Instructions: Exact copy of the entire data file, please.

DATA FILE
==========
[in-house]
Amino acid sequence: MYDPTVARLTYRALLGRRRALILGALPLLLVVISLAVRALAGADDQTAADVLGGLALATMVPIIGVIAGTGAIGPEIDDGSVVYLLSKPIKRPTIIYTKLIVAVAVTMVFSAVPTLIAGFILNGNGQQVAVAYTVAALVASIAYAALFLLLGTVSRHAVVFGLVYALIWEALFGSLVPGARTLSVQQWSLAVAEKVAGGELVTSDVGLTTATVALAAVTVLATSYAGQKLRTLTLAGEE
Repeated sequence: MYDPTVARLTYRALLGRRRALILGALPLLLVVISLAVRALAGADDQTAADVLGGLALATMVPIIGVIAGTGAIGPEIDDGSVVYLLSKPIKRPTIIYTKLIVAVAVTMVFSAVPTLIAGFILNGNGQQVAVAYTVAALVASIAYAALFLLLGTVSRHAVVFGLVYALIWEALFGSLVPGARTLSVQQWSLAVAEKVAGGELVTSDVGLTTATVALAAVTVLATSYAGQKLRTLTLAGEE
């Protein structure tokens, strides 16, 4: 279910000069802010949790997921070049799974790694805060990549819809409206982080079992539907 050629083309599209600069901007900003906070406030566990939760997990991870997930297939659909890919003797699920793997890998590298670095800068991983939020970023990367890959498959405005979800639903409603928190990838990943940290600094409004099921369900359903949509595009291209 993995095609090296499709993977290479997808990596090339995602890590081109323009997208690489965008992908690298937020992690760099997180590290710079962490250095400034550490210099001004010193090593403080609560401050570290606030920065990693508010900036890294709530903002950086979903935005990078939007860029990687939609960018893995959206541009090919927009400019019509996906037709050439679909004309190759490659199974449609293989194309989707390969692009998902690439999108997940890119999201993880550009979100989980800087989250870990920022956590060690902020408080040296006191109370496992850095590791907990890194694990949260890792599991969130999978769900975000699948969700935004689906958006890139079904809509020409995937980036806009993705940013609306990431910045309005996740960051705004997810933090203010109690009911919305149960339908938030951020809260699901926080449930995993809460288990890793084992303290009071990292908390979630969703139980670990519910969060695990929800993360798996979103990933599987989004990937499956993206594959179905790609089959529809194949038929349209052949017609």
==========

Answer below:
[in-house]
Amino acid sequence: MYDPTVARLTYRALLGRRRALILGALPLLLVVISLAVRALAGADDQTAADVLGGLALATMVPIIGVIAGTGAIGPEIDDGSVVYLLSKPIKRPTIIYTKLIVAVAVTMVFSAVPTLIAGFILNGNGQQVAVAYTVAALVASIAYAALFLLLGTVSRHAVVFGLVYALIWEALFGSLVPGARTLSVQQWSLAVAEKVAGGELVTSDVGLTTATVALAAVTVLATSYAGQKLRTLTLAGEE
Repeated sequence: MYDPTVARLTYRALLGRRRALILGALPLLLVVISLAVRALAGADDQTAADVLGGLALATMVPIIGVIAGTGAIGPEIDDGSVVYLLSKPIKRPTIIYTKLIVAVAVTMVFSAVPTLIAGFILNGNGQQVAVAYTVAALVASIAYAALFLLLGTVSRHAVVFGLVYALIWEALFGSLVPGARTLSVQQWSLAVAEKVAGGELVTSDVGLTTATVALAAVTVLATSYAGQKLRTLTLAGEE
């Protein structure tokens, strides 16, 4: 279910000069802010949790997921070049799974790694805060990549819809409206982080079992539907 050629083309599209600069901007900003906070406030566990939760997990991870997930297939659909890919003797699920793997890998590298670095800068991983939020970023990367890959498959405005979800639903409603928190990838990943940290600094409004099921369900359903949509595009291209 993995095609090296499709993977290479997808990596090339995602890590081109323009997208690489965008992908690298937020992690760099997180590290710079962490250095400034550490210099001004010193090593403080609560401050570290606030920065990693508010900036890294709530903002950086979903935005990078939007860029990687939609960018893995959206541009090919927009400019019509996906037709050439679909004309190759490659199974449609293989194309989707390969692009998902690439999108997940890119999201993880550009979100989980800087989250870990920022956590060690902020408080040296006191109370496992850095590791907990890194694990949260890792599991969130999978769900975000699948969700935004689906958006890139079904809509020409995937980036806009993705940013609306990431910045309005996740960051705004997810933090203010109690009911919305149960339908938030951020809260699901926080449930995993809460288990890793084992303290009071990292908390979630969703139980670990519910969060695990929800993360798996979103990933599987989004990937499956993206594959179905790609089959529809194949038929349209052949017609």